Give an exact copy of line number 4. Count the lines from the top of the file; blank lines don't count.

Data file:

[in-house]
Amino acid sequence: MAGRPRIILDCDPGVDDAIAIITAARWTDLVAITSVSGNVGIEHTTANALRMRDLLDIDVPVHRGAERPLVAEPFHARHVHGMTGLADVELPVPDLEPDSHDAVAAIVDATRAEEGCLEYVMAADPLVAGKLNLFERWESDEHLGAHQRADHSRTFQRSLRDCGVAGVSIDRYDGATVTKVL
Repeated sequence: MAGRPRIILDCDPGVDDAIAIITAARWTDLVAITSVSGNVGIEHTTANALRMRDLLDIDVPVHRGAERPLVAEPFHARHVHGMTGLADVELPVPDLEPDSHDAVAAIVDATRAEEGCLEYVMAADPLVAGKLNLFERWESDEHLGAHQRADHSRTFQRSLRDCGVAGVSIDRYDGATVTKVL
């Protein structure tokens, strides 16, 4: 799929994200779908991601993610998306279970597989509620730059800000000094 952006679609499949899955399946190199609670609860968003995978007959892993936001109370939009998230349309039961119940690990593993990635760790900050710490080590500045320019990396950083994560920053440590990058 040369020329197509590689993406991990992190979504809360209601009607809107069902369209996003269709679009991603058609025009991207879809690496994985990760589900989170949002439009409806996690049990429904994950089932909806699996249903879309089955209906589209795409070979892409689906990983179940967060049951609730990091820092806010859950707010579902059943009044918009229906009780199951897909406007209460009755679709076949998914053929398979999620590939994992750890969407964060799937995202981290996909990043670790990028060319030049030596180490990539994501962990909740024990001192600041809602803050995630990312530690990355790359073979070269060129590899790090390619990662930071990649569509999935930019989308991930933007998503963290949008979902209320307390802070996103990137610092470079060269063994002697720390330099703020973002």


């Protein structure tokens, strides 16, 4: 799929994200779908991601993610998306279970597989509620730059800000000094 952006679609499949899955399946190199609670609860968003995978007959892993936001109370939009998230349309039961119940690990593993990635760790900050710490080590500045320019990396950083994560920053440590990058 040369020329197509590689993406991990992190979504809360209601009607809107069902369209996003269709679009991603058609025009991207879809690496994985990760589900989170949002439009409806996690049990429904994950089932909806699996249903879309089955209906589209795409070979892409689906990983179940967060049951609730990091820092806010859950707010579902059943009044918009229906009780199951897909406007209460009755679709076949998914053929398979999620590939994992750890969407964060799937995202981290996909990043670790990028060319030049030596180490990539994501962990909740024990001192600041809602803050995630990312530690990355790359073979070269060129590899790090390619990662930071990649569509999935930019989308991930933007998503963290949008979902209320307390802070996103990137610092470079060269063994002697720390330099703020973002």